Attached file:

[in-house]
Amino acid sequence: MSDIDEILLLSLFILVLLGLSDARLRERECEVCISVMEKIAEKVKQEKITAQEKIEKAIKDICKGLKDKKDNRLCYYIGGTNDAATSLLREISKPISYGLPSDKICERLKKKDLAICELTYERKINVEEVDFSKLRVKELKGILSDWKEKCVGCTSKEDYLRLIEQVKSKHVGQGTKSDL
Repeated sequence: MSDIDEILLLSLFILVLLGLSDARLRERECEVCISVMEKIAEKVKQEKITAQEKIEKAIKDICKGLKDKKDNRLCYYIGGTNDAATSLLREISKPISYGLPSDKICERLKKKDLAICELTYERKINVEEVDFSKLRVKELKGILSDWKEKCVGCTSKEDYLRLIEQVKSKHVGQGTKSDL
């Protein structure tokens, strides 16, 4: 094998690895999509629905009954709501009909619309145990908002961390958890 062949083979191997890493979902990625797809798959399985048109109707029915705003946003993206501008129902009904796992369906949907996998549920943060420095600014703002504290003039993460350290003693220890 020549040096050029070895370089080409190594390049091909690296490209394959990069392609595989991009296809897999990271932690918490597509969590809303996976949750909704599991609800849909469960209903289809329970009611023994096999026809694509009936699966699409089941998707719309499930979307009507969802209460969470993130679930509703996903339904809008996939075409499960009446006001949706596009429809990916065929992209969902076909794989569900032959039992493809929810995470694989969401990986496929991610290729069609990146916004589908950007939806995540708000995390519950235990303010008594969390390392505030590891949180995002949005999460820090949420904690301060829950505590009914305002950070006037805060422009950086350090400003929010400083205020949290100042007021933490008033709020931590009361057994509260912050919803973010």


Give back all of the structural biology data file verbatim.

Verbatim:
[in-house]
Amino acid sequence: MSDIDEILLLSLFILVLLGLSDARLRERECEVCISVMEKIAEKVKQEKITAQEKIEKAIKDICKGLKDKKDNRLCYYIGGTNDAATSLLREISKPISYGLPSDKICERLKKKDLAICELTYERKINVEEVDFSKLRVKELKGILSDWKEKCVGCTSKEDYLRLIEQVKSKHVGQGTKSDL
Repeated sequence: MSDIDEILLLSLFILVLLGLSDARLRERECEVCISVMEKIAEKVKQEKITAQEKIEKAIKDICKGLKDKKDNRLCYYIGGTNDAATSLLREISKPISYGLPSDKICERLKKKDLAICELTYERKINVEEVDFSKLRVKELKGILSDWKEKCVGCTSKEDYLRLIEQVKSKHVGQGTKSDL
């Protein structure tokens, strides 16, 4: 094998690895999509629905009954709501009909619309145990908002961390958890 062949083979191997890493979902990625797809798959399985048109109707029915705003946003993206501008129902009904796992369906949907996998549920943060420095600014703002504290003039993460350290003693220890 020549040096050029070895370089080409190594390049091909690296490209394959990069392609595989991009296809897999990271932690918490597509969590809303996976949750909704599991609800849909469960209903289809329970009611023994096999026809694509009936699966699409089941998707719309499930979307009507969802209460969470993130679930509703996903339904809008996939075409499960009446006001949706596009429809990916065929992209969902076909794989569900032959039992493809929810995470694989969401990986496929991610290729069609990146916004589908950007939806995540708000995390519950235990303010008594969390390392505030590891949180995002949005999460820090949420904690301060829950505590009914305002950070006037805060422009950086350090400003929010400083205020949290100042007021933490008033709020931590009361057994509260912050919803973010």